The Hobbit: The Desolation of Smaug (Sound Editing, Sound Mixing, Visual Effects) — The Hobbit or There and Back Again by J. R. R. Tolkien. Well this one seems pretty obvious, don’t you think?


Captain Phillips (Best Picture, Actor in a Supporting Role, Writing – Adapted Screenplay, etc.) A Captain’s Duty: Somali Pirates, Navy SEALs, and Dangerous Days at Sea by Richard Phillips with Stephen Talty. In A Captain’s Duty, Captain Richard Philips tells the story of the hijacking of the container ship MV Maersk Alabama and his experience as a hostage to Somali pirates before he was rescued. Tom Hanks’ acting in the role of Captain Phillips was, as is typical for Hanks, fantastic. While the film focuses mainly on Phillips’ experience, the book alternates between his ordeal and the experiences of his family in Vermont as they faced a different kind of emotional turmoil. A Captain’s Duty received starred reviews from both Booklist and Publishers Weekly.


mayor cover for webInside Llewyn Davis (Cinematography, Sound Mixing)The Mayor of MacDougal Street: A Memoir by Dave Van Ronk. The Seattle Times says this book is “[a] delightful, keenly-observed, cantankerous autobiography…which, if you love ‘Inside Llewyn Davis’ you owe it to yourself to read.” In it Van Ronk, one of the founding individuals of the 1960s folk music revival, gives a firsthand account of his experiences and encounters with soon-to-be famous Bob Dylan, Joni Mitchell, and more. According to the New York Review of Books blog, Inside Llewyn Davis “extensively mines Van Ronk’s remarkable posthumous memoirThe Mayor of MacDougal Street (seamlessly compiled from interviews by Elijah Wald; Da Capo, 2005) for scenes, anecdotes, and details of background, and its protagonist, Llewyn Davis (played by Oscar Isaac) sings songs closely associated with Van Ronk.”


The Great Gatsby (Costume Design)The Great Gatsby by F. Scott Fitzgerald. Whether you loved or hated the film–and it was definitely a dividing movie–almost everyone can agree that the novel by Fitzgerald is one of the all-time best American classics. If you haven’t read it yet, now is as good a time as any.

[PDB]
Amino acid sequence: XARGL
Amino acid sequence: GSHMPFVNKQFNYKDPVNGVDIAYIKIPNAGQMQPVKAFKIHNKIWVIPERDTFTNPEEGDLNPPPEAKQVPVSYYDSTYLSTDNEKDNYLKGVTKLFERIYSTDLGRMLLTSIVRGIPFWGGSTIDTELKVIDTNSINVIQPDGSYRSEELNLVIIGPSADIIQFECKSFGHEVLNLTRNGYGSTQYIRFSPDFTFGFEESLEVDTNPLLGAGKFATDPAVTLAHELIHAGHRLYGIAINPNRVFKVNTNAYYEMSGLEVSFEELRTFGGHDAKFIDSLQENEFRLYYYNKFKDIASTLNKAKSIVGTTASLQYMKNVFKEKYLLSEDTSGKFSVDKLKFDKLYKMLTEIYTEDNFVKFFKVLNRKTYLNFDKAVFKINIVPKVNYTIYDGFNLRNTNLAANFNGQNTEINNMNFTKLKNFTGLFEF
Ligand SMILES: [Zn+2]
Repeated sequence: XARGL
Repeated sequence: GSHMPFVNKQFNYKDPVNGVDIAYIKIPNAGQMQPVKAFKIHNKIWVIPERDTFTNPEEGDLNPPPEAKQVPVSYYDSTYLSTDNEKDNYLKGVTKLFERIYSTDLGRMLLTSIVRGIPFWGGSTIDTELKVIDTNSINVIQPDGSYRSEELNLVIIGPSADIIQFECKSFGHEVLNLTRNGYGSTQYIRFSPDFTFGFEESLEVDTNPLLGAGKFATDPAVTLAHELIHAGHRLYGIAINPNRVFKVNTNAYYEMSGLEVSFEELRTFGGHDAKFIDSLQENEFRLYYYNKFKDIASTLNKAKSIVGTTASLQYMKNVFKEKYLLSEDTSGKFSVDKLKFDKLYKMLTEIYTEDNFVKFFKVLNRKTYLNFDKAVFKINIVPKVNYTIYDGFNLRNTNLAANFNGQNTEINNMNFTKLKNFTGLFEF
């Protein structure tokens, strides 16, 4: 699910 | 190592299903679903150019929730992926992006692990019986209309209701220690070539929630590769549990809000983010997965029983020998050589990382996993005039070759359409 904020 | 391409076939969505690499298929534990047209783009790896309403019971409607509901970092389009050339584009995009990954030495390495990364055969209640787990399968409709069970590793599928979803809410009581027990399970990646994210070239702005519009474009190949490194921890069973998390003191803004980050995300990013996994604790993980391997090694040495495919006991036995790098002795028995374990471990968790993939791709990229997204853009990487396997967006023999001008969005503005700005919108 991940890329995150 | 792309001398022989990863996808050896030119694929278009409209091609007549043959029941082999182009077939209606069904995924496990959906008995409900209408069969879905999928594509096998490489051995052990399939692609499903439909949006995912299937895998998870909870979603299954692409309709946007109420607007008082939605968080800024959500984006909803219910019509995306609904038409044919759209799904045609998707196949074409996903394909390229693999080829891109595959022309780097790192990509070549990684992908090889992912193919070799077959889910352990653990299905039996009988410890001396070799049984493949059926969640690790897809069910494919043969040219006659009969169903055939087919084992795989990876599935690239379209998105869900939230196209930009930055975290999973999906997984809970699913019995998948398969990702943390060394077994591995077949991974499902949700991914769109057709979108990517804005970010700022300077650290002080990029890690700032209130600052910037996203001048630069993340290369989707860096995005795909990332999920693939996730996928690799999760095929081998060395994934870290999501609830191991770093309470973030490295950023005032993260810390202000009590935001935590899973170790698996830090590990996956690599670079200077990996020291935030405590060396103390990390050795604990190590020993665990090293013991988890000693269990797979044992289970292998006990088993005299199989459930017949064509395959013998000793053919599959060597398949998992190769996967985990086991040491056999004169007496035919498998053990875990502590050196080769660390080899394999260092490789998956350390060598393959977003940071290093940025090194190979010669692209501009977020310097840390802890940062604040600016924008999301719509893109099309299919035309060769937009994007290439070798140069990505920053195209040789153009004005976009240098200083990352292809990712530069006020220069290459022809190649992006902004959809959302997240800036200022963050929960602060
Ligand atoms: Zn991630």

The "Before they were Oscars..." display set-up at our Mill Creek branch.

The “Before they were Oscars…” display set-up at our Mill Creek branch.

Saving Mr. Banks (Music – Original Score) Mary Poppins by P. L. Travers. Okay, so it’s not based on Mary Poppins so much as the woman who wrote it and Walt Disney’s determination to bring it to cinematic life, but I still think it belongs on this list. Another title that might be of interest is Mary Poppins She Wrote: The Life of P. L. Travers by Valerie Lawson. Booklist says: “It turns out there was a lot of the difficult Travers in Poppins. […] This meticulously researched but overlong biography may help restore a diminished literary reputation, but its unsparing portrait of an exceedingly unsympathetic human being will win Travers no new posthumous friends.” Biography fans ought to appreciate this one, especially those who were annoyed with the inaccuracies portrayed in the film (as charming as it was).


room on the broomRoom on the Broom (Short Film – Animated)Room on the Broom by Julia Donaldson; illustrated by Axel Scheffler. This short is based on the classic picture book created by the same duo who wrote and illustrated another bestselling kids’ favorite, The Gruffalo. Learn more here about the animated short, the original book, and a new game app that’s available.


Philomena (Best Picture, Actress in a Leading Role, Writing – Adapted Screenplay, etc.) — Philomena: A Mother, Her Son, & a Fifty-Year Search by Martin Sixsmith. Philomena tells the true story, as told by journalist Sixsmith, of a pregnant teenager in 1952 who was sent to a convent and forced to give up her son for adoption. Five decades later she decides to find him and, unbeknownst to her, he attempts to find her as well, though they are now an ocean apart. Dame Judi Dench, who is nominated for a best actress award in this film, writes, “The extraordinary story of an extraordinary woman […] Philomena’s tale is special. […] It reveals a remarkable human being with astonishing fortitude and a truly humbling willingness to forgive. […] I hope Philomena’s heroic search and her courage in allowing her story to be told will bring comfort to all who have suffered a similar fate.” (Dench has written the foreword to the newest edition of the book that is now available.)